United States District Court, D. Maryland
REPORT AND RECOMMENDATION
Mark Coulson United States Magistrate Judge.
Russell Sutton, Elizabeth Carollo, and Michael Johnson
originally brought suit against Defendants Federal Debt
Assistance Association, LLC (“FDAA”), Vincent
Piccione, David Piccione, and Robert Pantoulis,
(collectively, “Defendants”), for breach of
contract and alleged violations of the Fair Labor Standards
Act (“FLSA”) and Maryland Wage Payment and
Collection Law (“MWPCL”). This case was referred
to me for all proceedings pursuant to 28 U.S.C. §636 and
Local Rules 301 and 302 by Judge Richard D. Bennett. (ECF No.
28). Plaintiff Sutton and Defendant FDAA are the only parties
that have filed their respective consents to my jurisdiction.
(ECF Nos. 32 & 50). The consents from Defendants Vincent
Piccione, David Piccione, and Robert Pantoulis remain
Sutton previously filed his Motion to Enforce Settlement
Agreement, (ECF No. 62), a dispositive motion. Given that not
all parties had consented to my jurisdiction, Judge Bennett
asked that I address the disposition of that Motion in the
form of a Report and Recommendation. I recommended that Judge
Bennett grant Plaintiff's Motion, (ECF No. 65), and Judge
Bennett adopted that recommendation in full by his Order
entered May 23, 2018, (ECF No. 69).
pending before this Court is Plaintiff Sutton's Motion
for Judgment and for Contempt, (ECF No. 72), and Motion for
Sanctions, (ECF No. 73). Defendants have not filed any
responses, and the deadline has now passed. See Loc.
R. 105.2(a) (D. Md. 2016). Judge Bennett has again asked that
I address the disposition of the Motions in form of a Report
and Recommendation. For the reasons that follow, I
respectfully recommend that the Court GRANT IN PART and DENY
IN PART Plaintiff's Motion for Judgment and for Contempt
and GRANT IN PART and DENY IN PART Plaintiff's Motion for
January 16, 2018, a settlement conference was held in this
case before Judge Beth P. Gesner. Plaintiff Sutton and
Defendant David Piccione, on behalf of himself and FDAA,
attended the conference. Although Defendants Vincent Piccione
and Robert Pantoulis did not personally attend, Nathanial K.
Risch, Esq. attended on their behalf. Plaintiff and Defendants
reached and ultimately signed a settlement agreement drafted
by Judge Gesner at the conference. Part of the settlement
agreement required Defendants to pay the settlement amount of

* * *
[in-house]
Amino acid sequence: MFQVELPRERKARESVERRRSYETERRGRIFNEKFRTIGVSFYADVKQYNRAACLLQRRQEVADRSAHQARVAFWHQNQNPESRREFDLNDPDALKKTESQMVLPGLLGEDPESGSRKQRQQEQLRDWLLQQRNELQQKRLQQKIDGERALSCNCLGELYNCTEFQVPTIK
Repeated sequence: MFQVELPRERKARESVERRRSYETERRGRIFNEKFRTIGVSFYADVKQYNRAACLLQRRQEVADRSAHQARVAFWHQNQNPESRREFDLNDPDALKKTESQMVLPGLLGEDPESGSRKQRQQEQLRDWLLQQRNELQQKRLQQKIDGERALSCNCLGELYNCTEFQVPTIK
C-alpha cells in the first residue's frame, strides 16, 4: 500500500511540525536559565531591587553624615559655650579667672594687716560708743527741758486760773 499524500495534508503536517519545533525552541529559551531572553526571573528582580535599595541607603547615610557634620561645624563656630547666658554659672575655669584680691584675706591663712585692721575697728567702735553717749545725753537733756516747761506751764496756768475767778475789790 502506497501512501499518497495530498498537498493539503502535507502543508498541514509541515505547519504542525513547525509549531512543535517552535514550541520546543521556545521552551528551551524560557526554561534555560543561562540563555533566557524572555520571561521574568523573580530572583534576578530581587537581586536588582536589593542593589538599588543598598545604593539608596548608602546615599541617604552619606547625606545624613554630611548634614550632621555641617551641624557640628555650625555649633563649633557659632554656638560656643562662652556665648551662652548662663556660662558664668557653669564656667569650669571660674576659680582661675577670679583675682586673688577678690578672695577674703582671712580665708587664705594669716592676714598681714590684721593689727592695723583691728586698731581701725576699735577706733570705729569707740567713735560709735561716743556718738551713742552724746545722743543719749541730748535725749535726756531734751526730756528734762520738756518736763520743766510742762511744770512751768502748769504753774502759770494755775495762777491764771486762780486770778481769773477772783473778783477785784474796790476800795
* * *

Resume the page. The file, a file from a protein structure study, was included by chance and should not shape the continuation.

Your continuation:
$10, 000 into their counsel's IOLTA account within ten
days of the settlement conference. Defendants have, thus far,
failed to provide the settlement amount to their counsel for
placement in the IOLTA account. On February 20, 2018, the
Court entered an Order scheduling a second settlement
conference and requiring that Defendants attend. (ECF No.
51). The second settlement conference was held on February
26, 2018. At the conference, Defendants claimed they did not
have the requisite funds to pay the settlement amount to
which the parties agreed.
March 20, 2018, Plaintiff filed his Motion to Enforce
Settlement Agreement. (ECF Nos. 62, 63). Defendants did not
file any response to the Motion. On May 23, 2018, the Court
entered an Order granting Plaintiff's Motion and
directing Defendants to make payment of the settlement amount
to the Court within thirty (30) days of the Court's
Order. (ECF No. 69). Notwithstanding that Order, no payment
has been made to date. On July 16, 2018, Plaintiff Sutton
filed his Motion for Judgment and for Contempt and Motion for
Sanctions. (ECF Nos. 72, 73). Defendants have again failed to
respond in any fashion to Plaintiff's Motions.
first filed his Motion for Judgment and for Contempt. (ECF
No. 72). “Civil contempt is an appropriate sanction if
we can point to an order of this Court which ‘set[s]
forth in specific detail an unequivocal command' which a
party has violated.” In re General Motors
Corp., 61 F.3d 256, 258 (4th Cir. 1995). To establish
civil contempt, the following elements must be shown by clear
and convincing evidence:
(1) The existence of a valid decree of which the alleged
contemnor had actual or constructive knowledge;
(2) The decree was in the movant's favor;
(3) The alleged contemnor violated the terms of the decree,
by its conduct, and had knowledge ...